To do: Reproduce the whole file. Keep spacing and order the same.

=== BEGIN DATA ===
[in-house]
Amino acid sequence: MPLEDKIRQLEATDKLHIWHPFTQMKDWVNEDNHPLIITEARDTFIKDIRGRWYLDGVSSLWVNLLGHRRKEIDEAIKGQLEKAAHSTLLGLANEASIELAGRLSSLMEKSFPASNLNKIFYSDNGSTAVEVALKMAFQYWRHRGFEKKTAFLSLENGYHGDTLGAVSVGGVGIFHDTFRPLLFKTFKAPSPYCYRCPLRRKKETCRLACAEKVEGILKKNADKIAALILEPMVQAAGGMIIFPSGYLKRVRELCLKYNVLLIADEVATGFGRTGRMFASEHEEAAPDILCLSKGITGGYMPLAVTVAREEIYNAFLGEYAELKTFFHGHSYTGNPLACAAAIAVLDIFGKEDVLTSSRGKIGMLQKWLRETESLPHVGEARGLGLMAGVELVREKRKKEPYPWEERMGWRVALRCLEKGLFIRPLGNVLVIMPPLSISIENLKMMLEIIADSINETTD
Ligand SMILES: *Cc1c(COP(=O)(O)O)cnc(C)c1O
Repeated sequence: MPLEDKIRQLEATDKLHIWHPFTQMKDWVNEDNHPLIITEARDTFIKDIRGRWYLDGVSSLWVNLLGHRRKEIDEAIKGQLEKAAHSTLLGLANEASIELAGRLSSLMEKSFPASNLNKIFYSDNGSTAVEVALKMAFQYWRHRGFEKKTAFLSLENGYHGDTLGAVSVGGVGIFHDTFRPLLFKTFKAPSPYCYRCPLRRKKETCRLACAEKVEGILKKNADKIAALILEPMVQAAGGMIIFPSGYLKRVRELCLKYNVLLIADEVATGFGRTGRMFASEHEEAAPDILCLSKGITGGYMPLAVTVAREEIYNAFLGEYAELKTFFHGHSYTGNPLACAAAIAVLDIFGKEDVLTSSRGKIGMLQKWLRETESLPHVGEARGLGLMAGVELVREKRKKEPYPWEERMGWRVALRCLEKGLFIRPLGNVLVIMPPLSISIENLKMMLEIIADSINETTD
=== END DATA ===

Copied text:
[in-house]
Amino acid sequence: MPLEDKIRQLEATDKLHIWHPFTQMKDWVNEDNHPLIITEARDTFIKDIRGRWYLDGVSSLWVNLLGHRRKEIDEAIKGQLEKAAHSTLLGLANEASIELAGRLSSLMEKSFPASNLNKIFYSDNGSTAVEVALKMAFQYWRHRGFEKKTAFLSLENGYHGDTLGAVSVGGVGIFHDTFRPLLFKTFKAPSPYCYRCPLRRKKETCRLACAEKVEGILKKNADKIAALILEPMVQAAGGMIIFPSGYLKRVRELCLKYNVLLIADEVATGFGRTGRMFASEHEEAAPDILCLSKGITGGYMPLAVTVAREEIYNAFLGEYAELKTFFHGHSYTGNPLACAAAIAVLDIFGKEDVLTSSRGKIGMLQKWLRETESLPHVGEARGLGLMAGVELVREKRKKEPYPWEERMGWRVALRCLEKGLFIRPLGNVLVIMPPLSISIENLKMMLEIIADSINETTD
Ligand SMILES: *Cc1c(COP(=O)(O)O)cnc(C)c1O
Repeated sequence: MPLEDKIRQLEATDKLHIWHPFTQMKDWVNEDNHPLIITEARDTFIKDIRGRWYLDGVSSLWVNLLGHRRKEIDEAIKGQLEKAAHSTLLGLANEASIELAGRLSSLMEKSFPASNLNKIFYSDNGSTAVEVALKMAFQYWRHRGFEKKTAFLSLENGYHGDTLGAVSVGGVGIFHDTFRPLLFKTFKAPSPYCYRCPLRRKKETCRLACAEKVEGILKKNADKIAALILEPMVQAAGGMIIFPSGYLKRVRELCLKYNVLLIADEVATGFGRTGRMFASEHEEAAPDILCLSKGITGGYMPLAVTVAREEIYNAFLGEYAELKTFFHGHSYTGNPLACAAAIAVLDIFGKEDVLTSSRGKIGMLQKWLRETESLPHVGEARGLGLMAGVELVREKRKKEPYPWEERMGWRVALRCLEKGLFIRPLGNVLVIMPPLSISIENLKMMLEIIADSINETTD